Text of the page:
A study published in Antiquity, a British archaeological journal, details how satellite imagery was used to discern the footprint of the buildings and roads of a settlement, located in what is now Brazil and believed to span a region of more than 150 miles across.
"The combination of land cleared of its rain forest for grazing and satellite survey have revealed a sophisticated pre-Columbian monument-building society in the upper Amazon basin on the east side of the Andes. This hitherto unknown people constructed earthworks of precise geometric plan connected by straight orthogonal roads," the researchers wrote in the journal.
David Grann, author of the book "The Lost City of Z," points out that the existence of the ruins overturns the previously held belief that this portion of the Amazon basin had always been a pristine wilderness, even though legends of a lost Amazonian city still lingered by the time the Spanish arrived on the continent.
"Although the early conquistadores had heard from the Indians about a fabulously rich Amazonian civilization, which they named El Dorado, the searches for it invariably ended in disaster," Grann wrote on The New Yorker's Web site. "Thousands were wiped out by disease and starvation. And after a toll of death and suffering worthy of Joseph Conrad, most scholars concluded that El Dorado was no more than an illusion."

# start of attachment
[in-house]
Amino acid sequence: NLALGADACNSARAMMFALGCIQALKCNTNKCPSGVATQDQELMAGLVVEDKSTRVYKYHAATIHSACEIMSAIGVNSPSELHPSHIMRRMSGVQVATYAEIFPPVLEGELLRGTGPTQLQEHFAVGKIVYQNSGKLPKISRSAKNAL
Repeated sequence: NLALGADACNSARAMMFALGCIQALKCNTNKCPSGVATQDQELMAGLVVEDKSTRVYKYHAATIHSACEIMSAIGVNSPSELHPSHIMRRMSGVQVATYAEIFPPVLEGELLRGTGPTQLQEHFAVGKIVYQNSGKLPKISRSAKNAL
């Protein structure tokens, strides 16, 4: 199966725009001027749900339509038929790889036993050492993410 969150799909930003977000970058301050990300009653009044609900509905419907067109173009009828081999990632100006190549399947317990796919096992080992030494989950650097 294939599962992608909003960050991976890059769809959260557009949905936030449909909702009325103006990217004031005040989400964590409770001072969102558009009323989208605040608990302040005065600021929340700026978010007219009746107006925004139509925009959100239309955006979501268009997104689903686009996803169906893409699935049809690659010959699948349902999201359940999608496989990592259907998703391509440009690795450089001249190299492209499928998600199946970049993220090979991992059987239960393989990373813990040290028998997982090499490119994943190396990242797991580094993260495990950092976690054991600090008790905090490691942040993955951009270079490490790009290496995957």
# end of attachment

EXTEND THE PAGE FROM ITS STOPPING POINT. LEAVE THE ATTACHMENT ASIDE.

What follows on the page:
According to Martti Parssinen, Denise Schaan and Alceu Ranzi, the authors of the study, the community likely had a population of more than 60,000 people. The researchers said they have only uncovered roughly 10 percent of the existing structures, which may date as far back as A.D. 800.
As Grann describes in his book, British explorer Percy Harrison Fawcett claimed he had found evidence of an ancient civilization, which he called the City of Z, in the same area. He disappeared in the jungle on a 1925 expedition undertaken with his son and a companion.
While isolated discoveries of pottery and road beds had been made over the past few decades, the clear cutting of the Amazon forest laid bare the scope of the archaeological site.